WireCutter has really gone downhill since they were bought out imo.

You can set that once on you.com and then it will keep that preference and show you reddit results whenever relevant.

The other thing I hate is the flood of reposts and blogspam around any announcement. Company 1 will give an interview to outlet A. Blogspam outlets B,C,D,E.... will publish "articles" that don't even link to the original but will highlight several out of context quotes, add minimal commentary that reads like it was generated by OpenAI, and hit publish. Then google appears to have a difficult time deciphering what the authoritative source should be.

Isn't this just a defect in the corpus? There is likely no quantitative, objective information about the warmth of winter coats in articles that would include the phrase "warmest winter coat" because someone who undertook an objective analysis would be uncomfortable using that phrase, which has no real meaning. With your refinement, adding "reddit" to the end of the search, you just get a bunch of randos holding forth unscientifically and no real information. You've just gratified some bias of yours.

On the other hand, a different search for "R-values of winter coats" produces a few real gems, like https://outdoorcrunch.com/jackets/

The first results used to be blog posts, forum discussions, etc... I'm not expecting scientific accuracy (it's a bonus if I find it)... I'm expecting personal investigations and opinions. I'm ok with that. I'm not ok with content marketing supplanting it. The entire front page of a search is often some "blogs" listing products with affiliate links and no actual experience. The information is outrageously shallow and the search results as listed try to hide this.

> "R-values of winter coats"

This is a valid alternative... but I don't want to be an expert on winter coats to be able to Google basic information. I'd have to weed through a fair amount of marketing content to even find that the phrase "r-value" exists. In the past this wasn't necessary.

The internet used to be primarily a place for people to connect and share information... and now it feels like primarily a place to be advertised to. There's also the fact that many ads have evolved beyond simple billboards to psychological manipulative clickbait.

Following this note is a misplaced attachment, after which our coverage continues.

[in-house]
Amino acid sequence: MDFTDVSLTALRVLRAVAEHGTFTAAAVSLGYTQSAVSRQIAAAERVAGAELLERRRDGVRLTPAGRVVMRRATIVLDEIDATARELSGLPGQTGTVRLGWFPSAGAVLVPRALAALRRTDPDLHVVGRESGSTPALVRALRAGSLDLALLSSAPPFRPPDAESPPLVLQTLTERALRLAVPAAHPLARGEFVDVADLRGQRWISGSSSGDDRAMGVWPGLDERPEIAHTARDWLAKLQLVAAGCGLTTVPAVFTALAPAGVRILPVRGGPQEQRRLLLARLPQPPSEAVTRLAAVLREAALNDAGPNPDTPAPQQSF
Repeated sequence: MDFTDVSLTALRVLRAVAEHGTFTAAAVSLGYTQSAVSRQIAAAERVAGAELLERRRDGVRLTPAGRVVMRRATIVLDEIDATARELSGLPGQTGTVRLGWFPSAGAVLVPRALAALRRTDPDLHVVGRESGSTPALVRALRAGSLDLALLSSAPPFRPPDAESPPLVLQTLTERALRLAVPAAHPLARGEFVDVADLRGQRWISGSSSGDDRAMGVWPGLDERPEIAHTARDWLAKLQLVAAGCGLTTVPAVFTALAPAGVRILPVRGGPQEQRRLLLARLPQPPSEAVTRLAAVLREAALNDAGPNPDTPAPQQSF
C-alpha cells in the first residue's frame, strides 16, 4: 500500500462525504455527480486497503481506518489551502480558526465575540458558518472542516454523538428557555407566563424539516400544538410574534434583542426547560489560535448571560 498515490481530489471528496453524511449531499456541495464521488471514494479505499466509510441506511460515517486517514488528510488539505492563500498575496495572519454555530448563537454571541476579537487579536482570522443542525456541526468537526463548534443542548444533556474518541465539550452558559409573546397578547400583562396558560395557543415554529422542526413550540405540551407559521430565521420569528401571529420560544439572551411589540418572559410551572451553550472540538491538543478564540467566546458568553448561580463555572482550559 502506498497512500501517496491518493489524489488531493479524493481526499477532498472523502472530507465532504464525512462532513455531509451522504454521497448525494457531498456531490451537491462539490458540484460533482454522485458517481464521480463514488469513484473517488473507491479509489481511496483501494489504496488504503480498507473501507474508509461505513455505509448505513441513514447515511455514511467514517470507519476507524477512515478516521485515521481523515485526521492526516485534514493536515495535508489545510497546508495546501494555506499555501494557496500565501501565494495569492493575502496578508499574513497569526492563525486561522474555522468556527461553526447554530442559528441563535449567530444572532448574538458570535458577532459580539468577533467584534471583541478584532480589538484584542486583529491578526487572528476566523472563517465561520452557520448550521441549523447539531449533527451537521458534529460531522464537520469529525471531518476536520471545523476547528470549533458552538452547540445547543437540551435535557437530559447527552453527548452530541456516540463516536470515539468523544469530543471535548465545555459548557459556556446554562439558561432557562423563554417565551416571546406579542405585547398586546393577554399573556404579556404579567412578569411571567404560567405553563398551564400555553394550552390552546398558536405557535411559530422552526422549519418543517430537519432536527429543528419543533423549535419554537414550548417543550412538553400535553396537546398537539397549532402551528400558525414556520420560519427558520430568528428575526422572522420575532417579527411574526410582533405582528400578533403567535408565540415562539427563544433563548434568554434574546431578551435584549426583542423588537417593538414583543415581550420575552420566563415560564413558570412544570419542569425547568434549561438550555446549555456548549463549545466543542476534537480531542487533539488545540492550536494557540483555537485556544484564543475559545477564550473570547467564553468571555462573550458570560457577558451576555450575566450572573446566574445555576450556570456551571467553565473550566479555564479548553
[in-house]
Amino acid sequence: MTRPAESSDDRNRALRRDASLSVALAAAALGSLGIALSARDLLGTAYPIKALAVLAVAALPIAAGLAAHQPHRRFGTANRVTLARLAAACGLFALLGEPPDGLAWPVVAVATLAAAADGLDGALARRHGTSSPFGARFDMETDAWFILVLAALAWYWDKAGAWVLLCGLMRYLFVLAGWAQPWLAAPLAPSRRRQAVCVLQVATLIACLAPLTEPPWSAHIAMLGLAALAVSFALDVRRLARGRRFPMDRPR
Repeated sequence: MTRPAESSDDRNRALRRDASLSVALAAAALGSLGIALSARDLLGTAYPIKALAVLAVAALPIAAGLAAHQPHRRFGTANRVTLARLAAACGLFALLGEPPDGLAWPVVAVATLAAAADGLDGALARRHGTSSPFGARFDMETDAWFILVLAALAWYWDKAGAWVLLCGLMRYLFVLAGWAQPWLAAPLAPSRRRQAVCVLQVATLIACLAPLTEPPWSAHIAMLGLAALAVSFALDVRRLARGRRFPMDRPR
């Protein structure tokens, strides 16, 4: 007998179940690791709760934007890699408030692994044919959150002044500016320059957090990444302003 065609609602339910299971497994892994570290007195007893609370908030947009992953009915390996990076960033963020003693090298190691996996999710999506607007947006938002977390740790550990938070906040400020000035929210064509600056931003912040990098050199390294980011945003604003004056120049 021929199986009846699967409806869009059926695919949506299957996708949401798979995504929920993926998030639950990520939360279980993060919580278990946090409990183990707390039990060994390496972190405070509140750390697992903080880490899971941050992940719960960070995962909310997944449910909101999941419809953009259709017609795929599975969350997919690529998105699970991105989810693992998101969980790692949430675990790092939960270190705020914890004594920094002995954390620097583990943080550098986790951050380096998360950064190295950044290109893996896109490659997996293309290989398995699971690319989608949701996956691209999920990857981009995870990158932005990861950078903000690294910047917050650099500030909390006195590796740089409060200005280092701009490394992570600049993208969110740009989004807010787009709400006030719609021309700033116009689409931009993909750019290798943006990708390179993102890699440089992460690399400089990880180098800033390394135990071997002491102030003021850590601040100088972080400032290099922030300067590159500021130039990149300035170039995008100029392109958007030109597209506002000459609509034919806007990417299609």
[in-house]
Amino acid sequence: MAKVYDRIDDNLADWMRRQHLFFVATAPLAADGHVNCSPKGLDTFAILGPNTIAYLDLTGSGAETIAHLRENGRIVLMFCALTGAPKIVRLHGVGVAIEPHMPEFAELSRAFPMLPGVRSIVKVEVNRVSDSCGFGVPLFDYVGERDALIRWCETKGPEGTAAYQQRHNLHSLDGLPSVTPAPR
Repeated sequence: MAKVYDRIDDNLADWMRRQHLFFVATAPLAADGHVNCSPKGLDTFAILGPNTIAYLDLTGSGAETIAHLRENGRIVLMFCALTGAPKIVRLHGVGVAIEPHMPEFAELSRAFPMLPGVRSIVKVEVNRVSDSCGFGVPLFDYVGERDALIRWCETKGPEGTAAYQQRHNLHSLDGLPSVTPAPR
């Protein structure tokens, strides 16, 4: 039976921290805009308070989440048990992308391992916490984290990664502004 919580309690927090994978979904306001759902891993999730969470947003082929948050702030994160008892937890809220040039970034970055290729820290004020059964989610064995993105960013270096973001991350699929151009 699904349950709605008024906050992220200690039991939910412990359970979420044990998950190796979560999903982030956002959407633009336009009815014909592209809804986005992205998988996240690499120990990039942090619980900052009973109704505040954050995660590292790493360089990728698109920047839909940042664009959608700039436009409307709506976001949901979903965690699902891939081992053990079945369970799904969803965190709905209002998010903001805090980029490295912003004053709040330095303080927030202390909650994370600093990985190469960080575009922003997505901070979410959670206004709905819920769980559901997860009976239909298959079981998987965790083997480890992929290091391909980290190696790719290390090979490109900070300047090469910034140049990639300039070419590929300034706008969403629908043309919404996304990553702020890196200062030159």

It's completely anecdotal and tangential to this topic, but I have a sneaking suspicion that the way marketing manipulates people has created unhealthy amounts of skepticism that further fuels the affinity for conspiracy theories... which tend to be so toxic that they're almost inoculated from marketing.

Social media killed forums so there's no surprise that they don't surface in search results since they are no longer active. The discussions you're looking for are now happening pretty much exclusively on Facebook and Reddit and only Reddit is well indexed.

Sadly this no longer works either. Reddit is now doing some SEO work to mark stuff as a later date than posted.

You can search "warmest winter coat site:reddit.com" and filter by past year, only to get a result from 7 years ago.

I really don't know how to search the web anymore.

Damn I have been doing this exact thing to get "more organic" results in recent months and didn't even think about it, but it's pretty obvious now that there has been some major exclusion when it comes to results.

"Thread" is a good keyword to include to find discussions, even though it's a bit overloaded.


'good cheap mountain bike' -> 10 results out of the first 10 are commercial spam and listicles.

'thread good cheap mountain bike' -> 5 human discussions on entry-level MBs, 1 link to a MB forum home page (not a specific thread), 2 commercial spam, 1 paywalled magazine article testing MBs, and 1 online shop product page for a MB that happened to mention a "73mm Threaded BB shell" multiple times.

Until the spammers figure that one out. It would be nice if google had a keyword for this.

Like discussion? https://www.ghacks.net/2014/01/23/search-discussions-blogs-p...

I don't use them enough, but the replacements are interesting: they seem to mostly search for indicators of a forum (e.g the existence of a next page button).

I also use "forum" to skip the link farms and content farms that Google so often serves up.

> It feels like the algorithm (combined with the SEO/marketing industry) has effectively nuked discussions from organic results.

This always gets brought up but the problem is far deeper:

When I search for:

> "weirdly specific ab345"

and the results contains thousands of pages without "weirdly specific ab34" then the problem isn't spam sites.

It is Google not respecting my queries.

Specifically for search, my experience today when I search something on google:

- captcha (because vpn)

- spam results (based on location, my location was never very good for technical content)

- paywalls

- no pictures cause photos is now paid (i've signed up for unlimited forever)

And on bing basically I get shopping coupons, games and, well, and microsoft's "anything's valid, except customer sat" approach.

For me, Discord is the new reddit.